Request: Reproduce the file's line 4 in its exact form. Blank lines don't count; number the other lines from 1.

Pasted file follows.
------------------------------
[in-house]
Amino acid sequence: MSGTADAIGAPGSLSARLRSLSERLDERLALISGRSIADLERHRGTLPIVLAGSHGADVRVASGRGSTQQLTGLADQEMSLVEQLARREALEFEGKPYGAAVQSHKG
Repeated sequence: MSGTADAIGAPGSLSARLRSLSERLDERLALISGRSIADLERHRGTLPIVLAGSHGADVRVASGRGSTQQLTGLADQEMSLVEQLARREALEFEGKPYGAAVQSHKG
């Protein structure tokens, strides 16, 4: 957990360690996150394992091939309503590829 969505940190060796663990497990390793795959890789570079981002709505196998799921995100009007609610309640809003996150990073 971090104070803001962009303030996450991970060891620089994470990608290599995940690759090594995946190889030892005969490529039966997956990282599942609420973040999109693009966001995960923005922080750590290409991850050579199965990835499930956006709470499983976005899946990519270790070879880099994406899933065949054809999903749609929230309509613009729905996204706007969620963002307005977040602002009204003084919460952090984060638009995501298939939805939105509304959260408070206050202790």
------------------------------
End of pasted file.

């Protein structure tokens, strides 16, 4: 957990360690996150394992091939309503590829 969505940190060796663990497990390793795959890789570079981002709505196998799921995100009007609610309640809003996150990073 971090104070803001962009303030996450991970060891620089994470990608290599995940690759090594995946190889030892005969490529039966997956990282599942609420973040999109693009966001995960923005922080750590290409991850050579199965990835499930956006709470499983976005899946990519270790070879880099994406899933065949054809999903749609929230309509613009729905996204706007969620963002307005977040602002009204003084919460952090984060638009995501298939939805939105509304959260408070206050202790």